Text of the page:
I can see this cross-pollenization of mom-daughter blogs will have to be worked through. Does anyone have an operating manual handy? In the meantime, I'm going to risk this open letter to my daughter at breed 'em and weep. It's the closest I can come to a Hallmark "Get Well Soon".
I nag because I care.
Ever since you and I were first introduced (you knocked first, remember?), I have not been able to get you out of my mind. I was quite new at this whole preggers thing and had no sisters to fill me in. My Polish-American momma and assorted cousins were wonderfully supportive but did not offer much in the way of practical advice, except for my mom’s classic adage: “Don’t worry about childbirth – they expand when they hit the air.” All this because I felt your first kick and expressed some anxiety over my ability to handle the Big Event five months later.
Well, I did handle the BE with all the strength and prayers I could muster - mostly alone in a very small cubicle with a young intern who stopped by once or twice, in between my Hail Marys, to tell me I had a very high threshold for pain. The gauntlet was thrown down with those words. I had to live up to the hype. Say one Hail Mary and call me when you’re fully dilated. Having been the good Catholic school girl, I knew not to question authority. Just offer it up for the salvation of all those pagan babies whose mommas obviously had issues of their own.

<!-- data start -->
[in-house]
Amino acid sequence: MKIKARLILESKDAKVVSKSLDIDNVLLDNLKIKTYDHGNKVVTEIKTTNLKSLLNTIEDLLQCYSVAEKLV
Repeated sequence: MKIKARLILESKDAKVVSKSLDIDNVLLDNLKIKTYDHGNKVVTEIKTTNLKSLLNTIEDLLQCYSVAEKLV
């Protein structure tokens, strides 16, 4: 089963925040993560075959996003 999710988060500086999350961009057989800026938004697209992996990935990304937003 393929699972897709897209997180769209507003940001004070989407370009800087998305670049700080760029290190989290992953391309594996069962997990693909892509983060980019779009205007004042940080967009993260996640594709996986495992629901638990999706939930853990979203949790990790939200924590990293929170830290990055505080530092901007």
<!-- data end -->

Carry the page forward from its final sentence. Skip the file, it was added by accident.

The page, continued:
Your dad heard the same words too but elsewhere in the hospital. The culture at the time did not really support all this grand sharing of maternal pain and birthing tubs with the daddies-to-be. The mommies were expected to wing it alone with their trust and devotion in the male authority figures who dispensed the orders along with the patronizing platitudes.
Nevertheless, your birth was every bit the Big Event I had anticipated. You came, you saw, you conquered me in the first few seconds I glanced down at your tiny face. I’ve never been the same since. And I got to repeat the wondrous experience all over again with your brother! Who would have thought those Hail Marys could garner such blessings. Childbirth, the gift that keeps on giving. Four unique grandchildren, with another on the way. I’ve got a silly smile on my face as I write this. I secretly think a pagan baby must have adopted me and showered good karma in my path.
Exponentially, you did expand when you hit the air. You grew bigger and I grew with you, learned from you, laughed with you and cried with you. I may have not had all the answers and disappointed you at times. But you never disappointed me. You were my Big Event, my baby girl with the bright searching eyes.
Now look at you, happily married and a mother yourself. Nanny wasn’t so wrong after all, was she? Babies do expand … and so do hearts.
I’m worried about you, a mother’s prerogative. My heart tells me that you have probably been over-exerting yourself and there can be a hundred good reasons for the “ehh” symptoms this past week. But my head tells me that I don’t like that false-positive reading on the EKG and that maybe your bloggers are on to something. And so, I push a little. Send some emails to your brother. Say a few Hail Marys (they seemed to have served me well in the past). And get on your case!
It’s called tough love. Live with it.